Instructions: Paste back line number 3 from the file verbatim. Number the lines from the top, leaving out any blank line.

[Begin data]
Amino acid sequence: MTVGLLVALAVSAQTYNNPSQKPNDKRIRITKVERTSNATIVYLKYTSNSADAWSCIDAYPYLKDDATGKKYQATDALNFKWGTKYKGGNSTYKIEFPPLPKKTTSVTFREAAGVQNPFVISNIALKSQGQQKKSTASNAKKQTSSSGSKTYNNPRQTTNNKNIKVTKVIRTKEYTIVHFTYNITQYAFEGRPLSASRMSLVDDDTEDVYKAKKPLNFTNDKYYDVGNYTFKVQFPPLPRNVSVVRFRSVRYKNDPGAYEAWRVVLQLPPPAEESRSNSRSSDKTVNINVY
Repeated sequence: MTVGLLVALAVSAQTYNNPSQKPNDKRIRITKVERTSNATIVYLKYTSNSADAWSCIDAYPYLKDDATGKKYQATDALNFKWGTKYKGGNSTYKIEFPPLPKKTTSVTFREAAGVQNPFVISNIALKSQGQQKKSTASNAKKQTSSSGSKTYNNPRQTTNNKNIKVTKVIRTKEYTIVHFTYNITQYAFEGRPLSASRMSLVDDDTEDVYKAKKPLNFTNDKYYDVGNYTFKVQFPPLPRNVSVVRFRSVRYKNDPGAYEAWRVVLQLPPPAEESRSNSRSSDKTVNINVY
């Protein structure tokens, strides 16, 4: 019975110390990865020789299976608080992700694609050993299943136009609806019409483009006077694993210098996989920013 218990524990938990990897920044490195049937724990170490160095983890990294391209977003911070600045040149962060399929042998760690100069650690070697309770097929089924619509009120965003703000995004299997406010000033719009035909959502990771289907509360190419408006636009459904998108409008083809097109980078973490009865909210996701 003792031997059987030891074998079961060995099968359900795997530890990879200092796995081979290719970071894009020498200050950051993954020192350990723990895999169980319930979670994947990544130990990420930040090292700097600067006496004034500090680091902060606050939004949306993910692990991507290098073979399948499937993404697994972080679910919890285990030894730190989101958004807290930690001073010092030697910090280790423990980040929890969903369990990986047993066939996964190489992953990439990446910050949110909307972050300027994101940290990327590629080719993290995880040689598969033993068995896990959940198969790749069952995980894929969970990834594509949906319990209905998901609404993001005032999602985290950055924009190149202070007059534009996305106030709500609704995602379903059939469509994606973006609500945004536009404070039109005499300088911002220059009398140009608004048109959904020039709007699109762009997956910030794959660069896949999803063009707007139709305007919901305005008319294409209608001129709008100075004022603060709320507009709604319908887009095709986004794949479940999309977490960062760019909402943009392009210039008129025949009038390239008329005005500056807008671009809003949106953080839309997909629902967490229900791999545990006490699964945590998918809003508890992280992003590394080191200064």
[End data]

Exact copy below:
């Protein structure tokens, strides 16, 4: 019975110390990865020789299976608080992700694609050993299943136009609806019409483009006077694993210098996989920013 218990524990938990990897920044490195049937724990170490160095983890990294391209977003911070600045040149962060399929042998760690100069650690070697309770097929089924619509009120965003703000995004299997406010000033719009035909959502990771289907509360190419408006636009459904998108409008083809097109980078973490009865909210996701 003792031997059987030891074998079961060995099968359900795997530890990879200092796995081979290719970071894009020498200050950051993954020192350990723990895999169980319930979670994947990544130990990420930040090292700097600067006496004034500090680091902060606050939004949306993910692990991507290098073979399948499937993404697994972080679910919890285990030894730190989101958004807290930690001073010092030697910090280790423990980040929890969903369990990986047993066939996964190489992953990439990446910050949110909307972050300027994101940290990327590629080719993290995880040689598969033993068995896990959940198969790749069952995980894929969970990834594509949906319990209905998901609404993001005032999602985290950055924009190149202070007059534009996305106030709500609704995602379903059939469509994606973006609500945004536009404070039109005499300088911002220059009398140009608004048109959904020039709007699109762009997956910030794959660069896949999803063009707007139709305007919901305005008319294409209608001129709008100075004022603060709320507009709604319908887009095709986004794949479940999309977490960062760019909402943009392009210039008129025949009038390239008329005005500056807008671009809003949106953080839309997909629902967490229900791999545990006490699964945590998918809003508890992280992003590394080191200064």